The ethical dilemma必威体育官网 of designer babies
So what if I could make for you a designer baby? What if you as a parent-to-be and I as a scientist decided to go down that road together?
In the early 1960s Wilt Chamberlain was one of only three players in the National Basketball Association (NBA) listed at over seven feet. If he had played last season, however, he would have been one of 42. The bodies playing major professional sports have changed dramatically over the years, and managers have been more than willing to adjust team uniforms to fit the growing numbers of bigger, longer frames.
What if we didn't? What if we thought, "That's a bad idea," but many of our family, friends and coworkers did make that decision?
The trend in sports, though, may be obscuring an unrecognized reality: Americans have generally stopped growing. Though typically about two inches taller now than 140 years ago, today’s people—especially those born to families who have lived in the U.S. for many generations—apparently reached their limit in the early 1960s. And they aren’t likely to get any taller. In the general population today, at this genetic, environmental level, we’ve pretty much gone as far as we can go, says anthropologist William Cameron Chumlea of Wright State University. In the case of NBA players, their increase in height appears to result from the increasingly common practice of recruiting players from all over the world.
Let's fast-forward just 15 years from now. Let's pretend it's the year 2030, and you're a parent. You have your daughter, Marianne, next to you, and in 2030, she is what we call a natural because she has no genetic modifications. And because you and your partner consciously made that decision, many in your social circle, they kind of look down on you. They think you're, like, a Luddite or a technophobe.
Growth, which rarely continues beyond the age of 20, demands calories and nutrients—notably, protein—to feed expanding tissues. At the start of the 20th century, under-nutrition and childhood infections got in the way. But as diet and health improved, children and adolescents have, on average, increased in height by about an inch and a half every 20 years, a pattern known as the secular trend in height. Yet according to the Centers for Disease Control and Prevention, average height—5′9〞for men, 5′4〞for women—hasn’t really changed since 1960.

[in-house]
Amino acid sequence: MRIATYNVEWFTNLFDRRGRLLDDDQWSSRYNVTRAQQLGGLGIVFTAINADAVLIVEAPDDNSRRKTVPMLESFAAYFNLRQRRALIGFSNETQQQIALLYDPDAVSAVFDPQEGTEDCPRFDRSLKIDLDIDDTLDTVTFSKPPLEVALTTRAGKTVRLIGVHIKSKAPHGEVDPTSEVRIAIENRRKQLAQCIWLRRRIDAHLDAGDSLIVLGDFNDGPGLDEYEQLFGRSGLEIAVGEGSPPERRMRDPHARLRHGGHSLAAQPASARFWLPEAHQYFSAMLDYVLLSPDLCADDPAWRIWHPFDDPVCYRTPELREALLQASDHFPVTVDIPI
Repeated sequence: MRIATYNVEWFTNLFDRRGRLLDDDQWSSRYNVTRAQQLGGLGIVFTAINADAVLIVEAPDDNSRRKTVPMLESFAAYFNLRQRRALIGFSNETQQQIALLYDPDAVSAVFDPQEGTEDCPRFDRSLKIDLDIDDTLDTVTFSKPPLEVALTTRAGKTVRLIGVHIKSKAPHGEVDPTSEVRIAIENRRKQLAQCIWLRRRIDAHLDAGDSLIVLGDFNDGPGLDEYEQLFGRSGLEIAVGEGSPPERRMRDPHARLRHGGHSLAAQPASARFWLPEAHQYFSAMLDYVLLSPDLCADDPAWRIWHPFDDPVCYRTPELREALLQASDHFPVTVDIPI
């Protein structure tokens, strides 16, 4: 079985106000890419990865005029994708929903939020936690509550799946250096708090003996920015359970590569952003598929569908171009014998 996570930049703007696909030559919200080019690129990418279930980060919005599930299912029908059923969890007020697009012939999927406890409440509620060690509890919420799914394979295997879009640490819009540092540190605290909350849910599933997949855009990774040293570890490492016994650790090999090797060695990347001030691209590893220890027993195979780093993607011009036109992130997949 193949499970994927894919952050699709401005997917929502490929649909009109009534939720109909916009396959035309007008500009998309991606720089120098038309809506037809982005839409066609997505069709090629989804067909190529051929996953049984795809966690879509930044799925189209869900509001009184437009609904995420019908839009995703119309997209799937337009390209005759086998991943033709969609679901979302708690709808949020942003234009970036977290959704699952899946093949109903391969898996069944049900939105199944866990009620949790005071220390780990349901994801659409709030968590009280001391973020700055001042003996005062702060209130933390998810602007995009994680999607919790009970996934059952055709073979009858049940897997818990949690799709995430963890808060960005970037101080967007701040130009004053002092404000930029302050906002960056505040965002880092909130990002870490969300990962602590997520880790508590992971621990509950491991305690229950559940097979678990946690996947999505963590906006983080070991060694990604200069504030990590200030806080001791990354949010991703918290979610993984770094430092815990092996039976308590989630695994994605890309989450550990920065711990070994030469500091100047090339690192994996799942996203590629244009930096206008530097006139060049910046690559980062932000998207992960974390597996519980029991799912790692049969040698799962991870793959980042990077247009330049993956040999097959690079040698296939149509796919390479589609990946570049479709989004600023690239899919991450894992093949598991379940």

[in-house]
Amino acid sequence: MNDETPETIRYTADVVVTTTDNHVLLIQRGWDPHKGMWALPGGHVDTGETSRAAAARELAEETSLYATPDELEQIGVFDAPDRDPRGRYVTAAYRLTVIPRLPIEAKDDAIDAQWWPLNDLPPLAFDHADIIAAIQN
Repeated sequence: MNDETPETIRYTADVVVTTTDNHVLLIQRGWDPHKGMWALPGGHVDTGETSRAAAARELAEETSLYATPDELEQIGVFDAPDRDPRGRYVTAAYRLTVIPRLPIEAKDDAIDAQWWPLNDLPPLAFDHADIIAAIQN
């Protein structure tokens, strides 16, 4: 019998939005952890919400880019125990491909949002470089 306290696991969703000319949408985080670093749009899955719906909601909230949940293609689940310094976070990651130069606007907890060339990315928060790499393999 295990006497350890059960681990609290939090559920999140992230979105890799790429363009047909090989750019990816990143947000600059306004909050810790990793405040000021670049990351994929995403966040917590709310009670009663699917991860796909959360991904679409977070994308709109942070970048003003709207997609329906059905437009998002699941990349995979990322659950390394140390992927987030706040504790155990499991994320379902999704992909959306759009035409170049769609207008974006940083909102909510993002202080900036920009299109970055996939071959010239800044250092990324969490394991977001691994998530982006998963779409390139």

Marianne's best friend Jenna, who lives right next door, is a very different story. She was born a genetically modified designer baby with numerous upgrades. Yeah. Upgrades. And these enhancements were introduced using a new genetic modification technology that goes by the funny name CRISPR, you know, like something's crisp, this is CRISPR. The scientist that Jenna's parents hired to do this for several million dollars introduced CRISPR into a whole panel of human embryos. And then they used genetic testing, and they predicted that that little tiny embryo, Jenna's embryo, would be the best of the bunch. And now, Jenna is an actual, real person. She's sitting on the carpet in your living room playing with your daughter Marianne. And your families have known each other for years now, and it's become very clear to you that Jenna is extraordinary. She's incredibly intelligent. If you're honest with yourself, she's smarter than you, and she's five years old. She's beautiful, tall, athletic, and the list goes on and on. And in fact, there's a whole new generation of these GM kids like Jenna. And so far it looks like they're healthier than their parents' generation, than your generation. And they have lower health care costs. They're immune to a host of health conditions, including HIV/AIDS and genetic diseases.
Genetically speaking, there are advantages to avoiding substantial height. During childbirth, larger babies have more difficulty passing through the birth canal. Moreover, even though humans have been upright for millions of years, our feet and back continue to struggle with bipedal posture and cannot easily withstand repeated strain imposed by oversize limbs. There are some real constraints that are set by the genetic architecture of the individual organism, says anthropologist William Leonard of Northwestern University.